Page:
Asia-Pacific

Thailand man accused of Facebook 'insult' to monarchy

Thailand's King Bhumibol Adulyadej (file photo)
Image caption The lese-majeste law provides protection to the monarchy from defamation, insult or threat

Police in Thailand have arrested a man on charges of insulting the monarchy on Facebook.

Surapak Puchaieseng is accused of posting images and messages believed to be insulting to the royal family.

Thailand's lese-majeste law prohibits any criticism of the monarchy. Offences are punishable by up to 15 years in prison.

This case is thought to be the first under Prime Minister Yingluck Shinawatra's new government.

The 40-year-old computer programmer says he is innocent, and denies all allegations of insulting the monarchy. He is now being held in a Bangkok jail.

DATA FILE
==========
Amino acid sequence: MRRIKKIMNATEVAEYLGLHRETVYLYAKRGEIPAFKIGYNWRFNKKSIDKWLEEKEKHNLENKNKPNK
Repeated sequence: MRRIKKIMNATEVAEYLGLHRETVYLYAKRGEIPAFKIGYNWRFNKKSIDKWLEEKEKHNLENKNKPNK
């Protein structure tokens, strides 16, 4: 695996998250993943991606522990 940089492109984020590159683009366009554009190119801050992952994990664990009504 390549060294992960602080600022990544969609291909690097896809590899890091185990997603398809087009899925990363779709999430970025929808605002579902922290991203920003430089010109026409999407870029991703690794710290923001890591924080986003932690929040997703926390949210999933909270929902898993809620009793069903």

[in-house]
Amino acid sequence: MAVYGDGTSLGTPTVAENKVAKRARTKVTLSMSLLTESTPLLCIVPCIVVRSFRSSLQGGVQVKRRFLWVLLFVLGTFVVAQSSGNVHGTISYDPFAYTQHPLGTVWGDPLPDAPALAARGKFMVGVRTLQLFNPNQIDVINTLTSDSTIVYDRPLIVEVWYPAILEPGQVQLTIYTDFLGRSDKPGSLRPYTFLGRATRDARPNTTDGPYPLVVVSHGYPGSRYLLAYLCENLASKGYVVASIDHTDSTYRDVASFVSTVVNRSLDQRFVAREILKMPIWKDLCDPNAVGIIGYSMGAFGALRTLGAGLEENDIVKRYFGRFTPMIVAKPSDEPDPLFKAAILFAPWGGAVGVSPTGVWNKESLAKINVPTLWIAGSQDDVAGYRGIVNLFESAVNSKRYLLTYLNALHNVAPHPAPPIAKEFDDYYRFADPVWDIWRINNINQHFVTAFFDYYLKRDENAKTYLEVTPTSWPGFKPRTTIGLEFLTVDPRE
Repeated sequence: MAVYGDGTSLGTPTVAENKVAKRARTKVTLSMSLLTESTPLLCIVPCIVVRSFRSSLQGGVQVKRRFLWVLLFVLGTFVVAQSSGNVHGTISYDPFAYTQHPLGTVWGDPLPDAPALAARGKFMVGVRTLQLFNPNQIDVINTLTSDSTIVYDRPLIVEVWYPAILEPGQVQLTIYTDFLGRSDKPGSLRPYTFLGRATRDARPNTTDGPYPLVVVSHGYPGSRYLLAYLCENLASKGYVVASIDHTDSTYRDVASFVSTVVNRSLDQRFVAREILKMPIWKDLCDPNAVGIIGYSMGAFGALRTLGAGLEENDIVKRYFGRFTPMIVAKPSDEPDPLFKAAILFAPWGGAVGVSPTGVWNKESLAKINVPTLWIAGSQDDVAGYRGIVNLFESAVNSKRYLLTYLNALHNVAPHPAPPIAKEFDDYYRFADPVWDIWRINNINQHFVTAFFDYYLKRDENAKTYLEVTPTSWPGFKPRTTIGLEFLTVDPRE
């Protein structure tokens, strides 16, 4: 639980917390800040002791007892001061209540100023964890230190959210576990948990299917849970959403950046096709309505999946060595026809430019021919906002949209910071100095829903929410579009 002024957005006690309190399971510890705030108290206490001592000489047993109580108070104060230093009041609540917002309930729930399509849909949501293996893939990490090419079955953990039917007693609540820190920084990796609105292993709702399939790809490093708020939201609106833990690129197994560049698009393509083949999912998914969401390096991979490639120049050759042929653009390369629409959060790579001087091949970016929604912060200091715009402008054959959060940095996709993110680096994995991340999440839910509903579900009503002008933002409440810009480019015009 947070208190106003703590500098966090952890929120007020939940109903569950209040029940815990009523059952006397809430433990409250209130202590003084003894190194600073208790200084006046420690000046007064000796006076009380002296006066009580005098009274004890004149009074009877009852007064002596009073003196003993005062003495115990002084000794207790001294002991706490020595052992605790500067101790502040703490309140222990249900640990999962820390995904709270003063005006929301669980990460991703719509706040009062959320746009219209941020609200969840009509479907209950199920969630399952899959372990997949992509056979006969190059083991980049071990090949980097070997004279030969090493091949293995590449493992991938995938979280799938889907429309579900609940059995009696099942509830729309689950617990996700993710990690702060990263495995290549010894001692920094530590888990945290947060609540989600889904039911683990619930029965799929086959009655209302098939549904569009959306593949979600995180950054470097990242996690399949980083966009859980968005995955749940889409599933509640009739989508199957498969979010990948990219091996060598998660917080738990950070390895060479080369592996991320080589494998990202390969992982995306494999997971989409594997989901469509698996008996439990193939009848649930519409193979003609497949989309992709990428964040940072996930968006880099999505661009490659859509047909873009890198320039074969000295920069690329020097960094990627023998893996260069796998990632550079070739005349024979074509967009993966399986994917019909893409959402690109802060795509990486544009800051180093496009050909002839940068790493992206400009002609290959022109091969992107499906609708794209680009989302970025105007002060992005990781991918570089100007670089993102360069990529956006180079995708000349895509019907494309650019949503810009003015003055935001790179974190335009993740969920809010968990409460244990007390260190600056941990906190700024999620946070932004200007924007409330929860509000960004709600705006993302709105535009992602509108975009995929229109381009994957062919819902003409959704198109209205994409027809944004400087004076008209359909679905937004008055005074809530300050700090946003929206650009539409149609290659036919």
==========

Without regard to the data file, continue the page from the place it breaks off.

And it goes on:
In the last few years the number of cases of lese-majeste in Thailand has soared.

The law has been criticised by human rights groups who say it has been used by officials to limit freedom of expression.

The BBC's Karishma Vaswani, in Bangkok, says that there had been hopes that a change of government would put a stop to what many say is an abuse of the law.

It was first introduced in Thailand the early 20th Century, and covers anyone who "defames, insults or threatens the king, the queen, the heir to the throne or the regent".

Any Thai citizen can make a complaint under the law against any Thai or foreign citizen in Thailand. Once the complaint has been made, the police are duty bound to investigate.

Analysts say it is rare that once the process of lese-majeste has started a case is dismissed, our correspondent adds.

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